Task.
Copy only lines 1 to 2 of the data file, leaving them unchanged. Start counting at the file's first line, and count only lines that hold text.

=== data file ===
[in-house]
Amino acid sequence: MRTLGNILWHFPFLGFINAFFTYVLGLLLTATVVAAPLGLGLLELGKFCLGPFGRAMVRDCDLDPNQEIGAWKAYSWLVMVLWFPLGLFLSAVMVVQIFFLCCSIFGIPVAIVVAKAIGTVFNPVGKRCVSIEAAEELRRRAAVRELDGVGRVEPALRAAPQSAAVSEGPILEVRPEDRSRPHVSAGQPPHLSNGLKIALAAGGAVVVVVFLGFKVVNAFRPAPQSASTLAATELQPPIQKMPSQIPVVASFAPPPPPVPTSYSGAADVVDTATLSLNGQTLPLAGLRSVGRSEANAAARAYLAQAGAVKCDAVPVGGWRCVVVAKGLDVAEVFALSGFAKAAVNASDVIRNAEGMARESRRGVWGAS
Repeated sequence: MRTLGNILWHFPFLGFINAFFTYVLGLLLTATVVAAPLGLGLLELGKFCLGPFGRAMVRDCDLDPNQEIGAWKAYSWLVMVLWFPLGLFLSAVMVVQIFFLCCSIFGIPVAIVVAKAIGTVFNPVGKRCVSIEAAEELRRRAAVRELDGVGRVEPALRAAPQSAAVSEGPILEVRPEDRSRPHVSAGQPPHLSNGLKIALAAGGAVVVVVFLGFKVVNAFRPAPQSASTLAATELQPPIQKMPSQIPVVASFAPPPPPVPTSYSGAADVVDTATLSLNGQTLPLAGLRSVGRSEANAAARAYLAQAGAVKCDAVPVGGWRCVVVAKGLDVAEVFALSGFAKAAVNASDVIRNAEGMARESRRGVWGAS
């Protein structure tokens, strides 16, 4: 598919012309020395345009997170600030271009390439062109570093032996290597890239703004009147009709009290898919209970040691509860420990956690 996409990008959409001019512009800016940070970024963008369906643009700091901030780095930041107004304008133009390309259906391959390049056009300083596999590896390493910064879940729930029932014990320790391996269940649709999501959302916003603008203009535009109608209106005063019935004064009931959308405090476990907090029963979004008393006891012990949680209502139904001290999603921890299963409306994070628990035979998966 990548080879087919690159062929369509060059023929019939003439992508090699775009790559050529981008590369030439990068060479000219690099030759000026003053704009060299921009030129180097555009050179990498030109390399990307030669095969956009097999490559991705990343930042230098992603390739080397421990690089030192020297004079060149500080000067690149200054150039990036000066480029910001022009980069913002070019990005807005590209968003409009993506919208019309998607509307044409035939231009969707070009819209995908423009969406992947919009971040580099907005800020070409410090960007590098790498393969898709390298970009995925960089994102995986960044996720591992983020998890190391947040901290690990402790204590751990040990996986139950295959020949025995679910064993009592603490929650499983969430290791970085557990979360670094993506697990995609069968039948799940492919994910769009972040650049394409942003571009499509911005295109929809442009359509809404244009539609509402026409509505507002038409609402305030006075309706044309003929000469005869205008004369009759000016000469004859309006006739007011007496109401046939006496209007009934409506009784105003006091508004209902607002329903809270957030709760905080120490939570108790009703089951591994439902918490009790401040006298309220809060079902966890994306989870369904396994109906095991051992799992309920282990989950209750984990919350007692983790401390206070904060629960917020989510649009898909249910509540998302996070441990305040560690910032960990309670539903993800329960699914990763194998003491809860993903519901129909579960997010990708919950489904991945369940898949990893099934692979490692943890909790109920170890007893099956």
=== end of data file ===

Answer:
[in-house]
Amino acid sequence: MRTLGNILWHFPFLGFINAFFTYVLGLLLTATVVAAPLGLGLLELGKFCLGPFGRAMVRDCDLDPNQEIGAWKAYSWLVMVLWFPLGLFLSAVMVVQIFFLCCSIFGIPVAIVVAKAIGTVFNPVGKRCVSIEAAEELRRRAAVRELDGVGRVEPALRAAPQSAAVSEGPILEVRPEDRSRPHVSAGQPPHLSNGLKIALAAGGAVVVVVFLGFKVVNAFRPAPQSASTLAATELQPPIQKMPSQIPVVASFAPPPPPVPTSYSGAADVVDTATLSLNGQTLPLAGLRSVGRSEANAAARAYLAQAGAVKCDAVPVGGWRCVVVAKGLDVAEVFALSGFAKAAVNASDVIRNAEGMARESRRGVWGAS